June 16, 2015

The fruits of soft power

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President Obama, as well as Hillary Clinton are neither the authors of soft power, or smart power. But as it's principle proponents throughout the Obama presidency, they bear the blame for its abject failure during the president's tenure.  Make no mistake, this applies to both of them. Back in 2009, the New York Times was quite eager to point out that smart power is different than soft power. In doing so, they managed to tag Hillary Clinton with both those (what were seen at the time as) kudos:
...there was some excitement over Clinton’s rhetoric and argument, which Steven Benen at the WashingtonMonthly.com saw as improvement over “soft power”:
Soft power is, of course, the phrase Joseph Nye coined to describe foreign policy tools that nations can use to “achieve desired outcomes through attraction rather than coercion.” Most progressives approve of the concept, but hate the name — “soft power” just sounds so … weak.
As Benen points out, Harvard intellectual Joseph Nye Jr. is the creator and a proponent of the idea of “soft power,” a now well-established concept in the discourse (it has its own Wikipedia page), which he has described as “the ability to get what you want through attraction rather than coercion and payment.” What Benen didn’t point out is that Nye is also the prime mover behind the idea of “smart power,” a concept has been pushing for several years.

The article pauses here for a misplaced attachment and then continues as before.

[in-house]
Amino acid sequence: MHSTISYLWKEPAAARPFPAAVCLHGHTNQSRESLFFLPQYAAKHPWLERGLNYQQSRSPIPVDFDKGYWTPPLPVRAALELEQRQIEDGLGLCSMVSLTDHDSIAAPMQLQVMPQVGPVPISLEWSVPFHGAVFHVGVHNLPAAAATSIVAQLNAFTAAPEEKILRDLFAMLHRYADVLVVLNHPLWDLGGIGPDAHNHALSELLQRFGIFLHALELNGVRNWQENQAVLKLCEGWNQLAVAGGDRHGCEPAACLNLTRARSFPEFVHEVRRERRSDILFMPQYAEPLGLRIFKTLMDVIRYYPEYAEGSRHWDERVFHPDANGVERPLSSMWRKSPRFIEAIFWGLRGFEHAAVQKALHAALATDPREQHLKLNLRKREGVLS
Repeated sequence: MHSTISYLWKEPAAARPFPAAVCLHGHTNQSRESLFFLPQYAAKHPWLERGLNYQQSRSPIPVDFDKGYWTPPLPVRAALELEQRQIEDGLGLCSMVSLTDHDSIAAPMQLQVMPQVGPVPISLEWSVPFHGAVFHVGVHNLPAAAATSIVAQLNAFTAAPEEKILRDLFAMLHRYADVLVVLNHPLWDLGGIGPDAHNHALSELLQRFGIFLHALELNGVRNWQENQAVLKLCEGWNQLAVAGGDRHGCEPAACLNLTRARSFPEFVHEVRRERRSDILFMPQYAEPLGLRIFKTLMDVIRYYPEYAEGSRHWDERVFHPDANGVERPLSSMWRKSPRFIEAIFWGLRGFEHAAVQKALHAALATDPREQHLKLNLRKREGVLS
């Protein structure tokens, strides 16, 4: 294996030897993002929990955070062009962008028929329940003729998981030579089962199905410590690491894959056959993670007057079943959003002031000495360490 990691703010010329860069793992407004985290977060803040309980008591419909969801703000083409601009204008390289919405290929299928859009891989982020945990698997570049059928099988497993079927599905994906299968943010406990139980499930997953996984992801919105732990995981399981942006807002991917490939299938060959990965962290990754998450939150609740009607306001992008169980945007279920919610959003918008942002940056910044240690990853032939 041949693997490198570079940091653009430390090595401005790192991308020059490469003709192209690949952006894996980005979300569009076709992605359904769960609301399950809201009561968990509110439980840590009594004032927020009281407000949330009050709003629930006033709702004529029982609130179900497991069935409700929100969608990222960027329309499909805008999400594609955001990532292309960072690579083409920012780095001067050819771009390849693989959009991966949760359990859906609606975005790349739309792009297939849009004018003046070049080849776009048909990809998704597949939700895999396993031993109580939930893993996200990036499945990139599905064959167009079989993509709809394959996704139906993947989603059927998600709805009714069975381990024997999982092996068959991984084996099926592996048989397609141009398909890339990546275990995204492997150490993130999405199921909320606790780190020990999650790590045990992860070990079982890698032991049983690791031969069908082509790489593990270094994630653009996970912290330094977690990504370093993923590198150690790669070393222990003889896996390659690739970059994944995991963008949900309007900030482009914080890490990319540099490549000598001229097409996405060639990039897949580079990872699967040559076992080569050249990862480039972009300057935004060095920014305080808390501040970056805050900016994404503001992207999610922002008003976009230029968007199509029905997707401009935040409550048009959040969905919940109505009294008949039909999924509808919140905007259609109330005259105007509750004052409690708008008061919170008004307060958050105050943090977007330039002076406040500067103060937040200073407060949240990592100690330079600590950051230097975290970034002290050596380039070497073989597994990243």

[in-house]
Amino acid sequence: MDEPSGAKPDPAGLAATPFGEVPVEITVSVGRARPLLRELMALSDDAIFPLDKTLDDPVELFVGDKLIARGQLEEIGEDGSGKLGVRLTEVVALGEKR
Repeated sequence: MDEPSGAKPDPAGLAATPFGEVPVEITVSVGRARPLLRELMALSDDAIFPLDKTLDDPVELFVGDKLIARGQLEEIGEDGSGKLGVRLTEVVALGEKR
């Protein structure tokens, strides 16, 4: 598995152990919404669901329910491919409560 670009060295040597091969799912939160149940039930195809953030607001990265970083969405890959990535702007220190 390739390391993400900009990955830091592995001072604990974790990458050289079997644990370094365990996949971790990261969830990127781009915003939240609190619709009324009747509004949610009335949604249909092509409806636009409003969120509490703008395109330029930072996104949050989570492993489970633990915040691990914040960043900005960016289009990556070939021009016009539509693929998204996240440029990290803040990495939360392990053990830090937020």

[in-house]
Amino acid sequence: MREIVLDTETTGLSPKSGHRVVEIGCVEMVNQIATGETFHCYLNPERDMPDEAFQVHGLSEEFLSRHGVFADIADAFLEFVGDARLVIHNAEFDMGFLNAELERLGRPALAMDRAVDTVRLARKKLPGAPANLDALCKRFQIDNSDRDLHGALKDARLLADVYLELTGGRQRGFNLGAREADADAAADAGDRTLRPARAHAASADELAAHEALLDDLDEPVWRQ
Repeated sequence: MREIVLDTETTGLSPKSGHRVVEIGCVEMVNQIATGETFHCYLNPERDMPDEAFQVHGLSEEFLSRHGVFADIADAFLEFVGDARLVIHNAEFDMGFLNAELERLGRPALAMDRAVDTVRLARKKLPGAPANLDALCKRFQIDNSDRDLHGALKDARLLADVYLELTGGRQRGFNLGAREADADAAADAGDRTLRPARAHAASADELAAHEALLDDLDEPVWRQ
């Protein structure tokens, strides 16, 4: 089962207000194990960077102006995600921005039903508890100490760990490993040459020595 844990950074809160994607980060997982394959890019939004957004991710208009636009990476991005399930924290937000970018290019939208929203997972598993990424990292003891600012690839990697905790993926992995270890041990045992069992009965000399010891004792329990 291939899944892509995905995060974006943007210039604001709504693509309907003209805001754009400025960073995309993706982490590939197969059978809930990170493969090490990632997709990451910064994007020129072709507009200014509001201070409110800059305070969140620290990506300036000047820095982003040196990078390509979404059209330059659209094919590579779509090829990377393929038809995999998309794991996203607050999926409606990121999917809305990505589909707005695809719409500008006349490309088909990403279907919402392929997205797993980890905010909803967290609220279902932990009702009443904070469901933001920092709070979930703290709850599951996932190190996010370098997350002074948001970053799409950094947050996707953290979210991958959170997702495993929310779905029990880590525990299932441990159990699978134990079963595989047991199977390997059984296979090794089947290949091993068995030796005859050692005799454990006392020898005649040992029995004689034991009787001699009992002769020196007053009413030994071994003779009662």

In 2006 Nye wrote in an an (sic) op-ed for the Boston Globe: The ability to combine hard and soft power into a winning strategy is smart power . . .
Alright, so we know what the two things are, and how they are different and that progressives love them.

First of all, smart power makes sense. It's a fancy way of saying that you need to use both a carrot and a stick. Everybody gets that. What's missing in the formula as far as the application of it by Hillary Clinton, president Obama, and current Secretary of State John Kerry, is the 'smart' piece.

The results of the past 7 years have come about not because of smart power, but because of an over-reliance on soft power, starting with his bowing apology tour to the Middle East.

Despite the Arab Spring, the region is no closer to stability than pre-Obama. In fact it's worse. ISIS continues to march forward in the vacuum created by the president's overly hasty retreat from Iraq. Israel is less inclined to trust America. Syria is a shambles. Iran has seen Obama cave on their nuclear ambitions. Libya had a Benghazi debacle (which they blamed on a stupid, insignificant American movie). Egypt briefly succumbed to the Muslim Brotherhood ruler-ship as a waypoint on what seems to be the slow way back to an authoritarian regime eventually. Afghanistan is no better off than before. Al Qaida has not gone quietly into the darkness, despite all of the soft power drone strikes on leaders. Terrorism attempts continue unabated. Granted they are not on the grand scale of a 9/11 but we have the previous administration to thank for that, as well as tireless work by various agencies. Oh, and a disturbing level of NSA snooping on American citizens.